Leeches and nematodes. The area had to be crawling with them in order for a fish of this size to be expending the energy to feed on them. I see a new leech pattern in my future !
I got back on the water and flailed some more. I stripped fast. I stripped slow. I wiggled the presentation. I tried everything. Couldn't buy a bite. Clearly, I have a tremendous amount of additional homework to do.
I started heading back to the truck when I looked over my shoulder and noted a bad storm moving in. Let's just stay it put a spring in my step. And then I heard the thunder. It was pretty far off but I needed to get out quickly and safely. I was still about a 1/4 mile from the entry/exit point.
And then it got ugly. How ugly? Rain blowing sideways. Lightning strikes right on top of me. I was on a section of the river where the bank was basically a 20 foot bluff of ankle-breaking rip -rap and potential mud slides. I shimmied up the bank only to find a chain link fence. With the lightning banging approximately every 15 seconds, I didn't want to be anywhere near the chain link fence.
I didn't want back in the water either. My only real choice was to bust bushes through brambles and trees, then slide back in to the water at my crossing point. And I feel it important to mention that toting a 9 foot fly rod while traversing the SIDE of a bluff stinks !
I somehow made it to my crossing point without a broken femur, nor a broken rod tip. I still had bugs and spiders crawling all over me and I didn't care. I wanted to be out of this storm.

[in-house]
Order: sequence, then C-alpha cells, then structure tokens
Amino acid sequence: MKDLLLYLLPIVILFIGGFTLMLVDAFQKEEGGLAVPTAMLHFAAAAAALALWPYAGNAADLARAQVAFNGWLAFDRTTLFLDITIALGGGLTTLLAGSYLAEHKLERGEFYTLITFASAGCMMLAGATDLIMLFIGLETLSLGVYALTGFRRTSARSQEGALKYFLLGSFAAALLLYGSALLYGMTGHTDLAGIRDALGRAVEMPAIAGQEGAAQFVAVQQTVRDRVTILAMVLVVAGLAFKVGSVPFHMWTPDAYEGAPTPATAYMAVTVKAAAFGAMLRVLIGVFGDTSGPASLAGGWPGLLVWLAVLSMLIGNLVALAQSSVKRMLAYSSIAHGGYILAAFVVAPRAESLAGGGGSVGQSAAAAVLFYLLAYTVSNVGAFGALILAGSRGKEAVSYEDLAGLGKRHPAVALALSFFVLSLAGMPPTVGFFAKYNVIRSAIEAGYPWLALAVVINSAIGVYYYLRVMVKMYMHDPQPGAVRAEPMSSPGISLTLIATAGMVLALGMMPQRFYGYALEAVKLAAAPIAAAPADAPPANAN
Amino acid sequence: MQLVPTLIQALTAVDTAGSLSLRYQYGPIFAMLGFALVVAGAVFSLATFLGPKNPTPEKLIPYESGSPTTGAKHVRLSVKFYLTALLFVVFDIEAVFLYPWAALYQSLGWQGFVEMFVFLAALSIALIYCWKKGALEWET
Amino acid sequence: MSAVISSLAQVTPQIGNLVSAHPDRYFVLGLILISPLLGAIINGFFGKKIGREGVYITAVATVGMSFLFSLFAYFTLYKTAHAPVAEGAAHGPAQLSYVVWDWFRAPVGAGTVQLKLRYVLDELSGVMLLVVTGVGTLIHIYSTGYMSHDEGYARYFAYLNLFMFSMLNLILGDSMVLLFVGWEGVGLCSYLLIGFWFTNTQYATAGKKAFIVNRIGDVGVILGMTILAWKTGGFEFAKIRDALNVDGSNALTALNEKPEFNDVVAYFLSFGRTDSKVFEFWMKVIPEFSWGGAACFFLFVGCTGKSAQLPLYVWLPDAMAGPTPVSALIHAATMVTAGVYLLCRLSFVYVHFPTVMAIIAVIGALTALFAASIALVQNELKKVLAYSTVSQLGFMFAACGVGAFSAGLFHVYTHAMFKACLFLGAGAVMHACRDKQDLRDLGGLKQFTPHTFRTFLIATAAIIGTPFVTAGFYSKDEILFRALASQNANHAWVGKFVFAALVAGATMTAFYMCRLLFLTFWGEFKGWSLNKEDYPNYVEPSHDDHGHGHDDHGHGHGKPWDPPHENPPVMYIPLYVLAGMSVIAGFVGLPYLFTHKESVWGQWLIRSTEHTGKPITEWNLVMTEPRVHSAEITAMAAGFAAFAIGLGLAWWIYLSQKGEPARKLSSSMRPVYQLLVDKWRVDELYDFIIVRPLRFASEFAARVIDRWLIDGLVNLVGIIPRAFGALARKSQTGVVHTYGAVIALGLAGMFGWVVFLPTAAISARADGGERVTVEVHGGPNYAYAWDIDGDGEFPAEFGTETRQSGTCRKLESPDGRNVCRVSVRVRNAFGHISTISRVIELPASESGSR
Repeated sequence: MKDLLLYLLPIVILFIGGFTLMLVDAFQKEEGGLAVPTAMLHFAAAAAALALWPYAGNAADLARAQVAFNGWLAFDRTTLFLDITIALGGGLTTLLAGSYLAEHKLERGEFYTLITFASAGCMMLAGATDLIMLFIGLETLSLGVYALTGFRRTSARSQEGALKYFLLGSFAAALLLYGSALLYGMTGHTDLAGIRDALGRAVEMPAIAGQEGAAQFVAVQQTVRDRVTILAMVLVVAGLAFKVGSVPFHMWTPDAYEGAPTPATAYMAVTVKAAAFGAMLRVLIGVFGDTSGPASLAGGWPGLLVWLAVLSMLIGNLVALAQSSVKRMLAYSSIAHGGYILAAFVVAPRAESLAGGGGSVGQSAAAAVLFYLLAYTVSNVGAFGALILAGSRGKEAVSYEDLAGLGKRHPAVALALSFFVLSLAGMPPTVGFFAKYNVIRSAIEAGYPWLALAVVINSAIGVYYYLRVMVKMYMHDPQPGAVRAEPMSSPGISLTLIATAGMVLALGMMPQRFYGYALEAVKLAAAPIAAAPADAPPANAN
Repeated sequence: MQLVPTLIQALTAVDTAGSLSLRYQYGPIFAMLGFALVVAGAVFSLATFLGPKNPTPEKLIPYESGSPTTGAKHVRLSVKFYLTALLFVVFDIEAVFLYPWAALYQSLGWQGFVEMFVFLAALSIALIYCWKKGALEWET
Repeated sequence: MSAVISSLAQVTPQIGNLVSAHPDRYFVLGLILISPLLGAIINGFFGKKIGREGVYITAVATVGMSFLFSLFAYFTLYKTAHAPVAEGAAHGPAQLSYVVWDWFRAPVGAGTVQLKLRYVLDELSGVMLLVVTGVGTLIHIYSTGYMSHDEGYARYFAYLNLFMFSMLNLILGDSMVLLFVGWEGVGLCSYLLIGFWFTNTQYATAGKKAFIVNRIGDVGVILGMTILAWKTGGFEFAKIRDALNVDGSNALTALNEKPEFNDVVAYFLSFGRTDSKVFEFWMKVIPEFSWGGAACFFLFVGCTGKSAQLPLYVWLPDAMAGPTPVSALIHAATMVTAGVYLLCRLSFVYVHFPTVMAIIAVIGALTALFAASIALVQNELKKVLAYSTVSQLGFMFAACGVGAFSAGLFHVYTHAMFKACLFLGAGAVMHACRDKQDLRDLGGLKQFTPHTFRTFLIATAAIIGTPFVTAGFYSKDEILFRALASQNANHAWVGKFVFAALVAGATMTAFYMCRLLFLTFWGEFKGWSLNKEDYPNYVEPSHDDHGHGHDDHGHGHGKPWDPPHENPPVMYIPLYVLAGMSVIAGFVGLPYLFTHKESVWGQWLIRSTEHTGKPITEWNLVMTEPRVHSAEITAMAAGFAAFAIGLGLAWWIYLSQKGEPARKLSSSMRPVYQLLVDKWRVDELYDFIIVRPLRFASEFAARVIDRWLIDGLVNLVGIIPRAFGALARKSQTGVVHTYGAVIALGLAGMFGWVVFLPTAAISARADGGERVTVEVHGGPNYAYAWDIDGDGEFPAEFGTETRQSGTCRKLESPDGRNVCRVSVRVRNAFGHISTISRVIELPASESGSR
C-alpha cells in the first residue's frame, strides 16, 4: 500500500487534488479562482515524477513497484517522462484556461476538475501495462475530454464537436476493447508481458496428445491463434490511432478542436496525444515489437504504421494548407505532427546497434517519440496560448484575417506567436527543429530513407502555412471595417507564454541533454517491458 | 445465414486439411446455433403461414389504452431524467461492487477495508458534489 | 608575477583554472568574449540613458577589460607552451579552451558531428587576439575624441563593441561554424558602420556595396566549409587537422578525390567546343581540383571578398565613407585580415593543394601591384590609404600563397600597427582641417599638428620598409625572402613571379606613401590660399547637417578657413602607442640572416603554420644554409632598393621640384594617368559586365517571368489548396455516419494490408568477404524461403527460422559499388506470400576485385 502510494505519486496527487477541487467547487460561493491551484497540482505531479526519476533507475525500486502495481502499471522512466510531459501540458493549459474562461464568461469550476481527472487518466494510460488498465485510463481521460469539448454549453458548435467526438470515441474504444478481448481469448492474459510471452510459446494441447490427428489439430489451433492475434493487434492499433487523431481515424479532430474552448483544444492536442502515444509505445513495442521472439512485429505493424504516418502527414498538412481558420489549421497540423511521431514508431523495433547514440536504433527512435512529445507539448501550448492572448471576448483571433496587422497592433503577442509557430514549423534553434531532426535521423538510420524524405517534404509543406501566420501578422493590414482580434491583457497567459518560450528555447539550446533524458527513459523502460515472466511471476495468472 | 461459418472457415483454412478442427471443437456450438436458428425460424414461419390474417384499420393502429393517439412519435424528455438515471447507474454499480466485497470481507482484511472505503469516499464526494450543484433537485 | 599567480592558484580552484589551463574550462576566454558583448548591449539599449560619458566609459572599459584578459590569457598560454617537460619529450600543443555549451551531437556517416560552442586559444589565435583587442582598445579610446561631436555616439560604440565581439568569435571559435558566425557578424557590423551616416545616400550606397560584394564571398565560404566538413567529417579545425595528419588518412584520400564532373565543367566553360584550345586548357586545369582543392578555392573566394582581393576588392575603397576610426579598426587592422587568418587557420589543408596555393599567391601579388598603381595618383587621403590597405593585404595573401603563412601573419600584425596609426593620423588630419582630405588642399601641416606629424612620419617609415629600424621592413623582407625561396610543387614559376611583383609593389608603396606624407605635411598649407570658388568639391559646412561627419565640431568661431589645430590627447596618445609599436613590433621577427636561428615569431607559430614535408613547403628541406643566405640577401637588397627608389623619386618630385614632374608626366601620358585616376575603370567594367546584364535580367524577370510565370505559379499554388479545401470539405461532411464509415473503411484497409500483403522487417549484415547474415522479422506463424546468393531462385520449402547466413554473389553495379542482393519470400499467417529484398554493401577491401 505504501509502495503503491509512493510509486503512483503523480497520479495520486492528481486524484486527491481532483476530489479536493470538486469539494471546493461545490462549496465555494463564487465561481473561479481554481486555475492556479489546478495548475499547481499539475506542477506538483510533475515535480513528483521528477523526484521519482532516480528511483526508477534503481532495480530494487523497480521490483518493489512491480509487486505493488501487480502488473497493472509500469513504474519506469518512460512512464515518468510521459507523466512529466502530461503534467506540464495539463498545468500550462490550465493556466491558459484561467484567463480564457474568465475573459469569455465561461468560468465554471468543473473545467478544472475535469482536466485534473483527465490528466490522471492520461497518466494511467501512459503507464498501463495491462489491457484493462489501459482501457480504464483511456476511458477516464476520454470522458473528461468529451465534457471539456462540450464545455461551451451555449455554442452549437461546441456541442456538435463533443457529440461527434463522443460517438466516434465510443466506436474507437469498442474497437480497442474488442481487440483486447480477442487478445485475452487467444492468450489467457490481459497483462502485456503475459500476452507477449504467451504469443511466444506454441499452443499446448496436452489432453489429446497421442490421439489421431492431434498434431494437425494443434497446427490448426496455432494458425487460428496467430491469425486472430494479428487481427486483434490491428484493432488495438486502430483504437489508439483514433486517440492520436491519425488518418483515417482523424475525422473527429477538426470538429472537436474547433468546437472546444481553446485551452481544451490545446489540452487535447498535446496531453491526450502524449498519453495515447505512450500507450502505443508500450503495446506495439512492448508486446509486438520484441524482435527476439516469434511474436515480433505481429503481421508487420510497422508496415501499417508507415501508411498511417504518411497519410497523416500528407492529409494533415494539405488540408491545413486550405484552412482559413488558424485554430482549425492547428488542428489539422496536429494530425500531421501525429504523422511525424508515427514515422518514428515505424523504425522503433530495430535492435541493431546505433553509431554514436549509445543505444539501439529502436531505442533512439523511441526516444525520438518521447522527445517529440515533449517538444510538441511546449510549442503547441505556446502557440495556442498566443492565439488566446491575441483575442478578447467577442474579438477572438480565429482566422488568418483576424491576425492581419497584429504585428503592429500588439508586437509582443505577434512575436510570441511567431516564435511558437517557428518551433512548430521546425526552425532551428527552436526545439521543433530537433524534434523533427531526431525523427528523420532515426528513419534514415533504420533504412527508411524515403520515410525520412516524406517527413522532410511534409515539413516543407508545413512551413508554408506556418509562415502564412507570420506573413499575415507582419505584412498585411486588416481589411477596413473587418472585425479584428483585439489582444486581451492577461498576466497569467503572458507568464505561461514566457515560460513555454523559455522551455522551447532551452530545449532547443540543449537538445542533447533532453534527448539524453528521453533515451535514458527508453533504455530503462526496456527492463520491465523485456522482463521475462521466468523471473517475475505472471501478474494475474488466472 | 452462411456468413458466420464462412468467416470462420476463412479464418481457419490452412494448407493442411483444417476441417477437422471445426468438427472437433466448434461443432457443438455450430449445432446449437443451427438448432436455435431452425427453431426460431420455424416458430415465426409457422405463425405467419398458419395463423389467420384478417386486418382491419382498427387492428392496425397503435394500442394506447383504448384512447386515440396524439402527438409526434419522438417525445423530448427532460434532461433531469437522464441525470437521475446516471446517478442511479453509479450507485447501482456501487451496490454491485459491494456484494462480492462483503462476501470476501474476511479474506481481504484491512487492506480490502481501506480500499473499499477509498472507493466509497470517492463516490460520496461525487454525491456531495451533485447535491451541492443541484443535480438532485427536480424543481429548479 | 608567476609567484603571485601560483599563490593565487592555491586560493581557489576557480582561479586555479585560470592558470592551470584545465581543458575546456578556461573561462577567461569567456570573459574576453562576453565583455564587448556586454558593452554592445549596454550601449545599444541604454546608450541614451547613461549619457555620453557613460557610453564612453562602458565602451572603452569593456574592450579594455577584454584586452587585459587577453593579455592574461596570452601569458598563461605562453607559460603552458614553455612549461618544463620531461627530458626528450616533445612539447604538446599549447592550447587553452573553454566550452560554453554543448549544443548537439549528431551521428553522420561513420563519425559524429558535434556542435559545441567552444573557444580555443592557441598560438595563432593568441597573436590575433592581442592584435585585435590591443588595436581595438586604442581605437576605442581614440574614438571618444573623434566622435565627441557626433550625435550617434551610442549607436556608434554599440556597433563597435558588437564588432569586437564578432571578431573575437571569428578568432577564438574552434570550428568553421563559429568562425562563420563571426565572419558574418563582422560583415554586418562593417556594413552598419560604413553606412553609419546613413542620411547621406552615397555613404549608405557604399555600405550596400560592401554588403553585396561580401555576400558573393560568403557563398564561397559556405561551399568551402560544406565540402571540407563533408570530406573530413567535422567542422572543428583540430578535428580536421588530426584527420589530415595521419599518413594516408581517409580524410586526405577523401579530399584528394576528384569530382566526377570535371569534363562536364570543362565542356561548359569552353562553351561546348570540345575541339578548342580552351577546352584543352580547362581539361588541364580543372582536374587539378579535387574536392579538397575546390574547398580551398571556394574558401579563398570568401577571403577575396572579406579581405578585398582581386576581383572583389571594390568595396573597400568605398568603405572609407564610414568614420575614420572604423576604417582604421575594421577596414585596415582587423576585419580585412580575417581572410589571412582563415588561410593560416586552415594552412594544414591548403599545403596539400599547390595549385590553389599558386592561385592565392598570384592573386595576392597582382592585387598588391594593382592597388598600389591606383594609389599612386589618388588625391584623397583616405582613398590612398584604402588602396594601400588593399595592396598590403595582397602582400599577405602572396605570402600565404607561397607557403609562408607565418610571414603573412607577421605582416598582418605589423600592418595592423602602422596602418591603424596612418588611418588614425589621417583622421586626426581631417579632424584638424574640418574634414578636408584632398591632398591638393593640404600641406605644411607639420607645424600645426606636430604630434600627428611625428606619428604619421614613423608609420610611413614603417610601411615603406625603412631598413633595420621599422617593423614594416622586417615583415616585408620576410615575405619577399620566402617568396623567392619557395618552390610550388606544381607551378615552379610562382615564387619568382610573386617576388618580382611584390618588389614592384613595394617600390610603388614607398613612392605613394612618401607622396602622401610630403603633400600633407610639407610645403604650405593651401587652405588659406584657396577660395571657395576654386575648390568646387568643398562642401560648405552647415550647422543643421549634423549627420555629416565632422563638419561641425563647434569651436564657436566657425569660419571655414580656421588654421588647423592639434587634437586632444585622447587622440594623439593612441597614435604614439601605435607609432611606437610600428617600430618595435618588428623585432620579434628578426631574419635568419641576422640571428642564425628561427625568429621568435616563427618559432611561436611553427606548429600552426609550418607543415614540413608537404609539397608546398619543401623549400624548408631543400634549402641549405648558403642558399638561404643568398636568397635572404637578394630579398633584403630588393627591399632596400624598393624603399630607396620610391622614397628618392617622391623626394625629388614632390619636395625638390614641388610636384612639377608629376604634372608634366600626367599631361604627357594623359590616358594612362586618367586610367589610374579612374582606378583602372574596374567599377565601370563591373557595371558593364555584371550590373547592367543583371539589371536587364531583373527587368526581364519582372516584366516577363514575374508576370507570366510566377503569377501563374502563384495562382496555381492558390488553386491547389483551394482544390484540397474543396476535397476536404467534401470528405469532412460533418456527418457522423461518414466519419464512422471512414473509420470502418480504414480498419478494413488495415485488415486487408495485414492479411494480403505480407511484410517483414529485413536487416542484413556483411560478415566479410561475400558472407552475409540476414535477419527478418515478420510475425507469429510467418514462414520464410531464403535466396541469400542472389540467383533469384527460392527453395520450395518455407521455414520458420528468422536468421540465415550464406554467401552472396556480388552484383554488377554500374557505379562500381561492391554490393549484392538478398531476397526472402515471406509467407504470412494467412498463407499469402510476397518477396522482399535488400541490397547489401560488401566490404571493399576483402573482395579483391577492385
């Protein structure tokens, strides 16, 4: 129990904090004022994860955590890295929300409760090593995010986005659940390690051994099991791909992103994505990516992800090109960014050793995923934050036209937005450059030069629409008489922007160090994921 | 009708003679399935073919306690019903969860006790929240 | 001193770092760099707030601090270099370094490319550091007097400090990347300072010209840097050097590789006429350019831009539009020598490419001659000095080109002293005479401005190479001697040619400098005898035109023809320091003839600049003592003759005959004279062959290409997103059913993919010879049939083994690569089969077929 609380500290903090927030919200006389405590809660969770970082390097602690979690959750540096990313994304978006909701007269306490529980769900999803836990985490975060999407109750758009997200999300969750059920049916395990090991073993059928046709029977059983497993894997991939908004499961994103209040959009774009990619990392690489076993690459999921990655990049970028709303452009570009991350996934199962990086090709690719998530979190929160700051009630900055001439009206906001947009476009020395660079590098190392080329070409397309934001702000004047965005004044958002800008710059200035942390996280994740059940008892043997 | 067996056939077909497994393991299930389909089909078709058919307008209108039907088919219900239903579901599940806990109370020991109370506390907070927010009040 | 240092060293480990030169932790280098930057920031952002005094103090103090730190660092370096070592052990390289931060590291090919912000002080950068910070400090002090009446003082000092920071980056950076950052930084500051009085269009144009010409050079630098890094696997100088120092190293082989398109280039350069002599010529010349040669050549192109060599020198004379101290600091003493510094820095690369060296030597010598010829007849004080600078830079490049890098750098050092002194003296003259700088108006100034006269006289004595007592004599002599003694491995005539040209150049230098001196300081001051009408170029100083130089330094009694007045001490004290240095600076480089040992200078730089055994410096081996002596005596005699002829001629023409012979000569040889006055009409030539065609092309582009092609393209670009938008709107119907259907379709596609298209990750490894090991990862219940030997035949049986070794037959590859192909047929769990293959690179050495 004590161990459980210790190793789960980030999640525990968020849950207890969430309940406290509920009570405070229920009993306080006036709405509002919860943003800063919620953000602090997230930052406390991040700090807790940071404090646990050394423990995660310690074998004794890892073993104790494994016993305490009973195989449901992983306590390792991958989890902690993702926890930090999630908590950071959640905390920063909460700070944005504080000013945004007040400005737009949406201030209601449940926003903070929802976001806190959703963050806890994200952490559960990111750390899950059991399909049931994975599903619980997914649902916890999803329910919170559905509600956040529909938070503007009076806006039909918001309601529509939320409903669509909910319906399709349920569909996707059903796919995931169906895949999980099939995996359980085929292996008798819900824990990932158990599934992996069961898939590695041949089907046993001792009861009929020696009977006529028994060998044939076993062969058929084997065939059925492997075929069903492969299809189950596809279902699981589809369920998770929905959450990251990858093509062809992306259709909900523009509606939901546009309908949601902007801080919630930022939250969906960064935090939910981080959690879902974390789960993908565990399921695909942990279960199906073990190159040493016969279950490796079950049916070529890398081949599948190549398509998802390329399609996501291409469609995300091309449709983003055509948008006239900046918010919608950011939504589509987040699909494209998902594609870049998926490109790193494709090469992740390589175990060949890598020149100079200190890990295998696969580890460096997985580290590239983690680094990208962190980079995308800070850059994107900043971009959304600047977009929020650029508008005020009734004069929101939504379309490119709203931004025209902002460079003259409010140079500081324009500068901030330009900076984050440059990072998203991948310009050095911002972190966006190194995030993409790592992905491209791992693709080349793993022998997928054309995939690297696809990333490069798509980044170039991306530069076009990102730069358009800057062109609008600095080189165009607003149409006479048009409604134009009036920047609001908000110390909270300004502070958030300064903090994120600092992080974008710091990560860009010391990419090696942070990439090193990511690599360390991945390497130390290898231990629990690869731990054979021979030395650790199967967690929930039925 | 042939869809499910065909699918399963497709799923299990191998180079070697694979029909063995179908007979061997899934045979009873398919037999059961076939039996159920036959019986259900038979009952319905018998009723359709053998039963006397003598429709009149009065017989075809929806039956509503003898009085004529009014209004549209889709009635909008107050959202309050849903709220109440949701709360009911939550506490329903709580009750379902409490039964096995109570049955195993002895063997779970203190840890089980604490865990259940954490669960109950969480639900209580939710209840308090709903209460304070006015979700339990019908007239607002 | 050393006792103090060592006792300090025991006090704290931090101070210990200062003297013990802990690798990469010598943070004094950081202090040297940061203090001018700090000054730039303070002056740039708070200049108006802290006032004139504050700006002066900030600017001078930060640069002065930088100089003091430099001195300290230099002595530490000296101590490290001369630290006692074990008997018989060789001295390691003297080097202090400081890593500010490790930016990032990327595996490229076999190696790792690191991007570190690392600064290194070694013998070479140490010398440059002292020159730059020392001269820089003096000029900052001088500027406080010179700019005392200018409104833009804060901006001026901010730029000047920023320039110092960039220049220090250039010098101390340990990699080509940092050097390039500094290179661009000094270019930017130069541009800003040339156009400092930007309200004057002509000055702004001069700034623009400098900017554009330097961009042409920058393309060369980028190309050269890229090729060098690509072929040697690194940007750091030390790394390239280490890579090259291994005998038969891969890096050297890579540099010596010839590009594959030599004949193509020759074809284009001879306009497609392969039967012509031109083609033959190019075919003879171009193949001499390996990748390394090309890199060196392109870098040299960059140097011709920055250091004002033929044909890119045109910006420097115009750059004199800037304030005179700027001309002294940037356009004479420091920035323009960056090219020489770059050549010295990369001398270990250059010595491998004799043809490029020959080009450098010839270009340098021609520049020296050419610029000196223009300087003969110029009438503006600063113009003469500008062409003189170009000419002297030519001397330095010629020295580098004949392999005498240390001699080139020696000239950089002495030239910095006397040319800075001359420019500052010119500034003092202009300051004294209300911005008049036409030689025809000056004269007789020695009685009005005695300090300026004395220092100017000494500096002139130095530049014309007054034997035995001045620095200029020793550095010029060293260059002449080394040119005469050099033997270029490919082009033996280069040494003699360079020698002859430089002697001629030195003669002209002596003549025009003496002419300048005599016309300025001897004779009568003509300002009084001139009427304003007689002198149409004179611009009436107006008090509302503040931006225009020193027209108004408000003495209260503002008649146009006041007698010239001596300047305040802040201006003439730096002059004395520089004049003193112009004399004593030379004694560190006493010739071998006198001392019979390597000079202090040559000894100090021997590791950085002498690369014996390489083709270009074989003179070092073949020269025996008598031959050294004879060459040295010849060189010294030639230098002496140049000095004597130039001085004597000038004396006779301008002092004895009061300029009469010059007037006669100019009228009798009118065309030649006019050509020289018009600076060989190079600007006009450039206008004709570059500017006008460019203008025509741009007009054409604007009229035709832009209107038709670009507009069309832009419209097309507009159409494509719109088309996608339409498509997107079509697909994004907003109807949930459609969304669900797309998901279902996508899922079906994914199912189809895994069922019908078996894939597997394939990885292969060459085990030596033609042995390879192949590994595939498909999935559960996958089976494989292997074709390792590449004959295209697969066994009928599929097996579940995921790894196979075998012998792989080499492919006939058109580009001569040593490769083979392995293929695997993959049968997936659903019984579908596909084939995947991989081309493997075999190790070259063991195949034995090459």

And Houston, we have a problem. I traveled too far and now have a soft silt bottom to cross. Soft enough to get buried to the calf. I had visions of them finding my dead carcass because I got stuck. The coroner would show up and shake his head with sadness. His apprentice would point out that I had a really nice set of waders and boots.
So I sat there, hunkered down. Lightning cracking. Thought I better send a vid to the wife to let her know where to look for my body and most importantly, to take my fly rod home. No fly rod deserves to rot away on the bank. When I did the vid, I had to remember to put some bass in my voice, because sending a vid to your wife of you squealing like a little girl is not very manly.
The lightning would not let up. I had to find away out. I knew that I was close to the road. So I scrambled back up the bank and traced the chain link fence back down to the river to its termination point at the bluff edge. It wasn't particularly safe, but neither was getting piled up in the river from a mud slide. I shimmied around it while holding on for dear life.
I finally dragged myself up out of the bushes. I made eye contact with a woman passing by and she looked horrified. Not sure what her problem was. Muddy men with contorted expressions dragging weeds and vines scramble up and out of the river all the time.
At last! My beloved truck. I broke the rod down, tossed a towel on the front seat and jumped in, waders and all. Frankly I didn't care.
So, to summarize:
I caught no fish.
My casting and stripping are pathetic at best.
I lost my bazillion dollar pair of corrective sunglasses, scrambling for my life.
I may or may not have poked some holes in my waders.
I came way too close to riding the lightning.....literally.
AND, I can't wipe this stupid grin off of my face. Heading back today !